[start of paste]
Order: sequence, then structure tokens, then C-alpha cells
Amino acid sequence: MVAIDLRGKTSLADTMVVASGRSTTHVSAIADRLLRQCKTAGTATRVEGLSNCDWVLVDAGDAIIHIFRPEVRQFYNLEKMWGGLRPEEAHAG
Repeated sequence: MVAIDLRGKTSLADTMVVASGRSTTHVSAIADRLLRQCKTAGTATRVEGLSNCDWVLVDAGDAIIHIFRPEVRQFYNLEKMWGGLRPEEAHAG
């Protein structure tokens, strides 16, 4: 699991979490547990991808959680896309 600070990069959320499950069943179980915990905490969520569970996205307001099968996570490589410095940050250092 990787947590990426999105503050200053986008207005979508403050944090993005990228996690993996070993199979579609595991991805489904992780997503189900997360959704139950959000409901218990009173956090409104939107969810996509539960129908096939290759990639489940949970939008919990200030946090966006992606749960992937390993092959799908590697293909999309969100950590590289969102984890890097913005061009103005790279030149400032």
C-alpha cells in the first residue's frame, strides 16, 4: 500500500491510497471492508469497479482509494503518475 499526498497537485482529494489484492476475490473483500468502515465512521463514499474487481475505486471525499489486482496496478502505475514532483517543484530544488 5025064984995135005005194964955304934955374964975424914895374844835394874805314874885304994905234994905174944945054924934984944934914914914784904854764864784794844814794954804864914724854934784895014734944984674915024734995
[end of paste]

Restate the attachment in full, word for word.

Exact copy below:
Order: sequence, then structure tokens, then C-alpha cells
Amino acid sequence: MVAIDLRGKTSLADTMVVASGRSTTHVSAIADRLLRQCKTAGTATRVEGLSNCDWVLVDAGDAIIHIFRPEVRQFYNLEKMWGGLRPEEAHAG
Repeated sequence: MVAIDLRGKTSLADTMVVASGRSTTHVSAIADRLLRQCKTAGTATRVEGLSNCDWVLVDAGDAIIHIFRPEVRQFYNLEKMWGGLRPEEAHAG
């Protein structure tokens, strides 16, 4: 699991979490547990991808959680896309 600070990069959320499950069943179980915990905490969520569970996205307001099968996570490589410095940050250092 990787947590990426999105503050200053986008207005979508403050944090993005990228996690993996070993199979579609595991991805489904992780997503189900997360959704139950959000409901218990009173956090409104939107969810996509539960129908096939290759990639489940949970939008919990200030946090966006992606749960992937390993092959799908590697293909999309969100950590590289969102984890890097913005061009103005790279030149400032």
C-alpha cells in the first residue's frame, strides 16, 4: 500500500491510497471492508469497479482509494503518475 499526498497537485482529494489484492476475490473483500468502515465512521463514499474487481475505486471525499489486482496496478502505475514532483517543484530544488 5025064984995135005005194964955304934955374964975424914895374844835394874805314874885304994905234994905174944945054924934984944934914914914784904854764864784794844814794954804864914724854934784895014734944984674915024734995